In 1925 the art dealer Gösta Stenman (1888–1947) donated a beautiful marble sculpture entitled Wader by Wäinö Aaltonen for the pond in the park. Unfortunately, the work suffered from vandalism and was removed for conservation work. In 1994 it was placed in the Rikhardinkatu library. On 21 June 2008, Helsinki Day, a new red granite sculpture was placed by the pond, Torso by Marjo Lahtinen (1944–).
The most moving monument in the park is Hands Begging for Mercy, a memorial to Jewish refugees by Rafael Wardi (1928–) and Nils Haukeland (1957–) that was unveiled in 2000. During the turmoil of the Second World War, Finland surrendered eight Jewish refugees to the Germans, including children. On 6 November 1942 the refugees were taken on the s/s Hohenhörn from Helsinki to Tallinn and eventually to the concentration camp in Auschwitz. Only one of the eight is known to have survived; the others perished in the camp. The memorial was placed near the location from where the Hohenhörn sailed.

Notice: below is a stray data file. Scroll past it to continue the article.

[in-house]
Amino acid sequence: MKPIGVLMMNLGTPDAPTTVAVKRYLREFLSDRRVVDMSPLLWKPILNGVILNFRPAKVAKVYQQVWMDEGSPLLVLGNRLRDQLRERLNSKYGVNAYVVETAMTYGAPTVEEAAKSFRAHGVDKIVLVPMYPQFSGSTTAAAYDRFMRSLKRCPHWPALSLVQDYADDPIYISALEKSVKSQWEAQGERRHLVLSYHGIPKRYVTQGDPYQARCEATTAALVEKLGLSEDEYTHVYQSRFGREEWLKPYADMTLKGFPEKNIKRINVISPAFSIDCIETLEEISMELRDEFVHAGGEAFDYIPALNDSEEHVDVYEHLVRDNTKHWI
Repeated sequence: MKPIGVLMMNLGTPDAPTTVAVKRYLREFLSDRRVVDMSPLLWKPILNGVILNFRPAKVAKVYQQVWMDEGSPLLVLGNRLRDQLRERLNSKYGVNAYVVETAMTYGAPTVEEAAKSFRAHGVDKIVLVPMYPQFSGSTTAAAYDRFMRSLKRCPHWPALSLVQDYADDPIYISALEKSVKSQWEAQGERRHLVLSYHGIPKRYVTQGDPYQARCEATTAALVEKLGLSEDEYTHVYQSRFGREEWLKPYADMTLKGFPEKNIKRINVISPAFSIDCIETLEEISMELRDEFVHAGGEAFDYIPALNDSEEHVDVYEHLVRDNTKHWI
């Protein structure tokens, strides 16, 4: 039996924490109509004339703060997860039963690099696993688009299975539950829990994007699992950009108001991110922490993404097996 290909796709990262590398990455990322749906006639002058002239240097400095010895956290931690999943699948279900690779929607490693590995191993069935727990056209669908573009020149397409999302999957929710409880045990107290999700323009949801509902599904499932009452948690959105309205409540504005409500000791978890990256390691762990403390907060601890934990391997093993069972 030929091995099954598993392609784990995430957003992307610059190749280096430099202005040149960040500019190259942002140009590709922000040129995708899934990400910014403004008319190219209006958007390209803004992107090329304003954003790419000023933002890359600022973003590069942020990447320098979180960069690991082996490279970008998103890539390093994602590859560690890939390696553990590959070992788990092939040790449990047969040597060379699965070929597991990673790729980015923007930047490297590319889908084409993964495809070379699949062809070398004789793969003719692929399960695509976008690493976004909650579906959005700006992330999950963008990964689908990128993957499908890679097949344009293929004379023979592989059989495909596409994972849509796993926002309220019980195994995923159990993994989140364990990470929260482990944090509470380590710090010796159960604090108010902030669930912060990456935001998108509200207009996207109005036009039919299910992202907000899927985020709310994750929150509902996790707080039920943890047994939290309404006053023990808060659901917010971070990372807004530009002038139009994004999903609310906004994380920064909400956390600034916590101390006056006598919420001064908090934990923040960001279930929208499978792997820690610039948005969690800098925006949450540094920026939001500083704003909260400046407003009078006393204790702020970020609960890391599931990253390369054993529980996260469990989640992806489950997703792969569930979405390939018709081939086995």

The monument is rich in Jewish symbolism and consists of a slab of light Ylämaa granite some two metres in length and one in height with a bronze plaque resting against the slab. Raised hands begging for mercy are depicted in high relief on the plaque. On the other side of the slab there is a reflecting stainless steel plate. The names of the refugees and an explanation of their fate are inscribed onto the monument in Finnish, Swedish and Hebrew. The monument is surrounded by paving stones in the form of a hand, symbolising how the memory of the victims is being held onto.